Cardiff University | Prifysgol Caerdydd ORCA
Online Research @ Cardiff 
WelshClear Cookie - decide language by browser settings

Women are seen more than heard in online newspapers

Jia, Sen, Lansdall-Welfare, Thomas, Sudhahar, Saatviga, Carter, Cynthia and Cristianini, Nello 2016. Women are seen more than heard in online newspapers. PLoS ONE 11 (2) , e0148434. 10.1371/journal.pone.0148434

[img]
Preview
PDF - Published Version
Available under License Creative Commons Attribution.

Download (1MB) | Preview

Abstract

Feminist news media researchers have long contended that masculine news values shape journalists’ quotidian decisions about what is newsworthy. As a result, it is argued, topics and issues traditionally regarded as primarily of interest and relevance to women are routinely marginalised in the news, while men’s views and voices are given privileged space. When women do show up in the news, it is often as “eye candy,” thus reinforcing women’s value as sources of visual pleasure rather than residing in the content of their views. To date, evidence to support such claims has tended to be based on small-scale, manual analyses of news content. In this article, we report on findings from our large-scale, data-driven study of gender representation in online English language news media. We analysed both words and images so as to give a broader picture of how gender is represented in online news. The corpus of news content examined consists of 2,353,652 articles collected over a period of six months from more than 950 different news outlets. From this initial dataset, we extracted 2,171,239 references to named persons and 1,376,824 images resolving the gender of names and faces using automated computational methods. We found that males were represented more often than females in both images and text, but in proportions that changed across topics, news outlets and mode. Moreover, the proportion of females was consistently higher in images than in text, for virtually all topics and news outlets; women were more likely to be represented visually than they were mentioned as a news actor or source. Our large-scale, data-driven analysis offers important empirical evidence of macroscopic patterns in news content concerning the way men and women are represented.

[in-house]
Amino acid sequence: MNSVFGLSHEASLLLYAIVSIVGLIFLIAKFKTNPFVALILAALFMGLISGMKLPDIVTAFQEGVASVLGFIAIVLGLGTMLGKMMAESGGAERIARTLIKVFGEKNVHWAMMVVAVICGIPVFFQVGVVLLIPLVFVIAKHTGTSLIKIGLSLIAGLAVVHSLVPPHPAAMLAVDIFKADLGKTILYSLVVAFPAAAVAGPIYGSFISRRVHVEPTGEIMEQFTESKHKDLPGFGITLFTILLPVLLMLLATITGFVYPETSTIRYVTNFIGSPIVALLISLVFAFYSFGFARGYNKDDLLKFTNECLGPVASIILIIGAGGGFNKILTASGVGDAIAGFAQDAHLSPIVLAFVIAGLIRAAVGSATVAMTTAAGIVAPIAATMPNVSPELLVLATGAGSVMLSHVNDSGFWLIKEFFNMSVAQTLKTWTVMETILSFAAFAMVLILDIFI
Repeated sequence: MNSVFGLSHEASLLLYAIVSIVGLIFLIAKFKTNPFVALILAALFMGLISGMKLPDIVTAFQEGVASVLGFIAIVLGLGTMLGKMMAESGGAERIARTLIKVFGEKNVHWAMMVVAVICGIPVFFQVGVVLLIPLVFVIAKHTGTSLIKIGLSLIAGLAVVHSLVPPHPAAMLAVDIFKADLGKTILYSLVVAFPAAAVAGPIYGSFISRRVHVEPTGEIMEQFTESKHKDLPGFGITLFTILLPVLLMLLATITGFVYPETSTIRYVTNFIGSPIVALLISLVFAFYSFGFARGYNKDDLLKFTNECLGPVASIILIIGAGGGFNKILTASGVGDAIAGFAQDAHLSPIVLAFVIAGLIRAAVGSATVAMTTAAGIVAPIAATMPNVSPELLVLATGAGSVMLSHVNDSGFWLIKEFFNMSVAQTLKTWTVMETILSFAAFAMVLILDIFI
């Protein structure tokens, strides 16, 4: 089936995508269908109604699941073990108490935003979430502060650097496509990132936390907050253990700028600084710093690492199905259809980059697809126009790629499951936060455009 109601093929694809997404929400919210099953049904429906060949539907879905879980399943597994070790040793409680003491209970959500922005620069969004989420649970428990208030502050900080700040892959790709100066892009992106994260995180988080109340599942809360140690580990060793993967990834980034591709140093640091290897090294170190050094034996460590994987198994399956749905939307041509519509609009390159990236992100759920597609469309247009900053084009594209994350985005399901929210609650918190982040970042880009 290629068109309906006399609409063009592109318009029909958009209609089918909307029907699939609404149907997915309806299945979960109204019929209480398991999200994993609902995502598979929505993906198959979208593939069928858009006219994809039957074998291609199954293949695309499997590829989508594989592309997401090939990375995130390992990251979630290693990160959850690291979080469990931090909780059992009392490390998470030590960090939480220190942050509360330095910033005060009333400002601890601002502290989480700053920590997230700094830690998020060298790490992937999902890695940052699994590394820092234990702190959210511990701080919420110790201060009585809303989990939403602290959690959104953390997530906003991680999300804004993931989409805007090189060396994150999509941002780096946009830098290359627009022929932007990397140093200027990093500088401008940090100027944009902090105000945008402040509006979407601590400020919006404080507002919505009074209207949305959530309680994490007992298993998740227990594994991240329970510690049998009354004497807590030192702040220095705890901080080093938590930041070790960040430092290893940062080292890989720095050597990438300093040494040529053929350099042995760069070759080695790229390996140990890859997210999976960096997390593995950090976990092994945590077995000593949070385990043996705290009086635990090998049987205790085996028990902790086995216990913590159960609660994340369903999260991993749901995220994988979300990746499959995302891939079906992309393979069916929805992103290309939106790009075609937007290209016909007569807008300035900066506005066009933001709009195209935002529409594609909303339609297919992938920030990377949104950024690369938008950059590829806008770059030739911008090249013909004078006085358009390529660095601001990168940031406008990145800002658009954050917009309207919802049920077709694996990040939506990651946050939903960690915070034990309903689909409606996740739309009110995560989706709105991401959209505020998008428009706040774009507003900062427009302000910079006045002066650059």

Item Type: Article
Date Type: Publication
Status: Published
Schools: Journalism, Media and Culture
Subjects: H Social Sciences > HM Sociology
P Language and Literature > PN Literature (General) > PN1990 Broadcasting
Additional Information: This is an open access article distributed under the terms of the Creative Commons Attribution License, which permits unrestricted use, distribution, and reproduction in any medium, provided the original author and source are credited.
Publisher: Public Library of Science
ISSN: 1932-6203
Funders: European Research Council Advanced Grant 339365 (for NC TLW and SS)
Date of First Compliant Deposit: 30 March 2016
Date of Acceptance: 18 January 2016
Last Modified: 23 Oct 2020 08:30
URI: http://orca-mwe.cf.ac.uk/id/eprint/86427

Citation Data

Cited 15 times in Scopus. View in Scopus. Powered By Scopus® Data

Actions (repository staff only)

Edit Item Edit Item

Downloads

Downloads per month over past year

View more statistics